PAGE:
For Argentina, the turnaround was even shorter than it seems. Their last group game was at 10pm and they didn’t go to bed until around 4am, effectively giving the Australians an extra night’s sleep.
“That has an impact, especially if the next game is a little over 48 hours later,” said Scaloni.
Lest you think Arnold was being overly arrogant, he warned why Argentina – ranked number 3 in the world to face Australia’s number 38 – is so dangerous.
“The brain has to be turned on, not for 90 minutes, 120 minutes, and it’s going to be turned on every second of those 120 minutes,” Arnold said. “That’s because they play two ways. Slow to try to relax you, and then when you relax, they hit you. We have to make sure we are there all the time.”
At the top of the waiting list is, of course, Lionel Messi. The task will be to match the towering Harry Souttar, a revelation at this tournament.
“Obviously we respect the player a lot,” Souttar said. “But I don’t think it’s an individual thing. I think it should be a team collective. We have to be 100 percent in our game. We must always be engaged and alert to any situation. I don’t think it’s up to one person to stop him.
“I think [for] my generation, there have been quite obviously two standout players. And then it will be a long time before we see such people again. But I think for 90 minutes or however long it takes you just sit on the player. Not once did Souttar utter Messi’s name.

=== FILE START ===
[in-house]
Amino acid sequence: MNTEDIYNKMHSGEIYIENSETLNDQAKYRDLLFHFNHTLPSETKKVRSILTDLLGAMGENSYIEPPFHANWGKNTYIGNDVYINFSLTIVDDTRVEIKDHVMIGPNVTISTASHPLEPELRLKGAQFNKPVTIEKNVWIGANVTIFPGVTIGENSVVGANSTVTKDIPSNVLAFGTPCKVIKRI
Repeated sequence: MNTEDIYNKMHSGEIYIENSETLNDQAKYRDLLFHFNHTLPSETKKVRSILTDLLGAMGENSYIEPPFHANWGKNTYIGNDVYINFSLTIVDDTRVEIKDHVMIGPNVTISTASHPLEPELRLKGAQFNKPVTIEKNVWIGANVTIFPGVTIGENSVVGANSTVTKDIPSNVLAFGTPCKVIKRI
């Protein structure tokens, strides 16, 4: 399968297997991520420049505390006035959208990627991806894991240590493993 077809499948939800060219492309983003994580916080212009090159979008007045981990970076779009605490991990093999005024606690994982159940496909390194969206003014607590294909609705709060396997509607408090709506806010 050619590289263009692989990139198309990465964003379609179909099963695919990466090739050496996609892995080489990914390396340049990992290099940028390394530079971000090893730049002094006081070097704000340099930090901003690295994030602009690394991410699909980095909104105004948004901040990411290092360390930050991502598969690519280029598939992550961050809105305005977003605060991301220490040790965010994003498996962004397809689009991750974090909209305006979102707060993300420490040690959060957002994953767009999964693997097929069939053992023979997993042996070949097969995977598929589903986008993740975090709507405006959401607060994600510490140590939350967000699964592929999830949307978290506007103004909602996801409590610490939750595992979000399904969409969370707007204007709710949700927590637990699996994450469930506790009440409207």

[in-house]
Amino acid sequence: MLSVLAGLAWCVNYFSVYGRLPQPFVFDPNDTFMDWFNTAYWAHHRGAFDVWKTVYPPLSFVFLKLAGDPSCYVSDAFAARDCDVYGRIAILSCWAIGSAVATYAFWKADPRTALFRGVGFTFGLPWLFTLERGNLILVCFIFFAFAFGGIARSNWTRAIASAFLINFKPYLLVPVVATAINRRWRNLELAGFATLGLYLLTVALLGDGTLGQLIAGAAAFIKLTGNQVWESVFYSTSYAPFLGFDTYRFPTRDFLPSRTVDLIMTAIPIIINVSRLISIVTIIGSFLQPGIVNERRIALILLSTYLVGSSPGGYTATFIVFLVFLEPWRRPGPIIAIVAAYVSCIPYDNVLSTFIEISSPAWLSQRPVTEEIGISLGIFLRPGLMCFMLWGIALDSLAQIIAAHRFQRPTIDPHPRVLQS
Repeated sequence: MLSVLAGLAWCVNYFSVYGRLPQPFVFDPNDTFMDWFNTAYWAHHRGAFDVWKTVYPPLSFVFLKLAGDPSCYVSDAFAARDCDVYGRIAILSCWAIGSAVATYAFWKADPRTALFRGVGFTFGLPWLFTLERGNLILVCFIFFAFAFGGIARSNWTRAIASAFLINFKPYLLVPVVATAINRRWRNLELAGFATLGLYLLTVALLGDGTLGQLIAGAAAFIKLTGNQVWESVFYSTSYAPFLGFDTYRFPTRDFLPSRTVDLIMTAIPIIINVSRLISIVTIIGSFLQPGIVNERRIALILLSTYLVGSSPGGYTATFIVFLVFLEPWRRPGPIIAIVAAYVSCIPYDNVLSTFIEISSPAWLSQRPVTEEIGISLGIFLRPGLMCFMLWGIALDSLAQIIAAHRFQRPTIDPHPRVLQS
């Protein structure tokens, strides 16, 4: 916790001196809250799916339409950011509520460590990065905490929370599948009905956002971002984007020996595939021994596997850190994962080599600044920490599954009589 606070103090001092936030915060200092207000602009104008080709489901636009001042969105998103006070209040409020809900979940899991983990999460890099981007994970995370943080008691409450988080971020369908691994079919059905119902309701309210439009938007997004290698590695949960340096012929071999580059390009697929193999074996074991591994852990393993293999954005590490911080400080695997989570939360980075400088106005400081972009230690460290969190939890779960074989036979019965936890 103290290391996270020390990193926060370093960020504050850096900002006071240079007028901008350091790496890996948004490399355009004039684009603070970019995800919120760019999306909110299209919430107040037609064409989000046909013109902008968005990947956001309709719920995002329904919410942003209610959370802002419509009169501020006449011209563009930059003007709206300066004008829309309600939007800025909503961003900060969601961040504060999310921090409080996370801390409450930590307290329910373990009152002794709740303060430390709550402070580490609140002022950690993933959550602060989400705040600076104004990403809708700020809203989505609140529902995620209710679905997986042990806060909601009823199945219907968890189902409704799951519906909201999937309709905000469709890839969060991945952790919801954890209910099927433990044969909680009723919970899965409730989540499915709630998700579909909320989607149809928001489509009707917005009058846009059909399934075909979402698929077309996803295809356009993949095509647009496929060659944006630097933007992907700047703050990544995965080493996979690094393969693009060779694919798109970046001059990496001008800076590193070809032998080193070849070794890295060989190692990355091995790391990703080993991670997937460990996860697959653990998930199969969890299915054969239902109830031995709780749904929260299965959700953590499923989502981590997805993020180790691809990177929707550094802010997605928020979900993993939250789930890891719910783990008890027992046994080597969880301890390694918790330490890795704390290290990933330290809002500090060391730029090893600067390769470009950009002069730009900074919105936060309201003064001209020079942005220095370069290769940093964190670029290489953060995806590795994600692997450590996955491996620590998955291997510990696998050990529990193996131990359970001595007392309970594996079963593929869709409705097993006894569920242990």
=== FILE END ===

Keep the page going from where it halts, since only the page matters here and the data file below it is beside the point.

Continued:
Argentina will have another advantage, so soberly noted by star midfielder Rodrigo de Paul: possession. The statistics will show this vividly. It is like an agreed upon set of facts in a court case.
Souttar’s Australian adventure coincided with the start of what became a long and grueling qualifying campaign four years ago. He and Arnold said that even as results waxed and waned, strength was built all along.
“I think if you told me four years ago I would be in this position. me probably would I believed you,” he said, “because we had so much faith in ourselves and we knew what we could do as a team and as a team.”
Arnold turned it a different way. “COVID helped bring this team together and unify the culture, the family culture and the camaraderie,” he said, “because these guys were cooped up in hotels, so they couldn’t get off the floor they were on.
“They had to socialize with each other by playing pool or table tennis, whatever. And that really united the players as a family environment.”
Australia played more qualifiers in Qatar than Australia, losing only one. Now that comes back to benefit them.
What else can these most surprising Socceroos hope to achieve after uniting the nation and putting a smile on their face as promised? “We’re not done yet,” Arnold said. “That is the most important. We show up to win another game tomorrow.”
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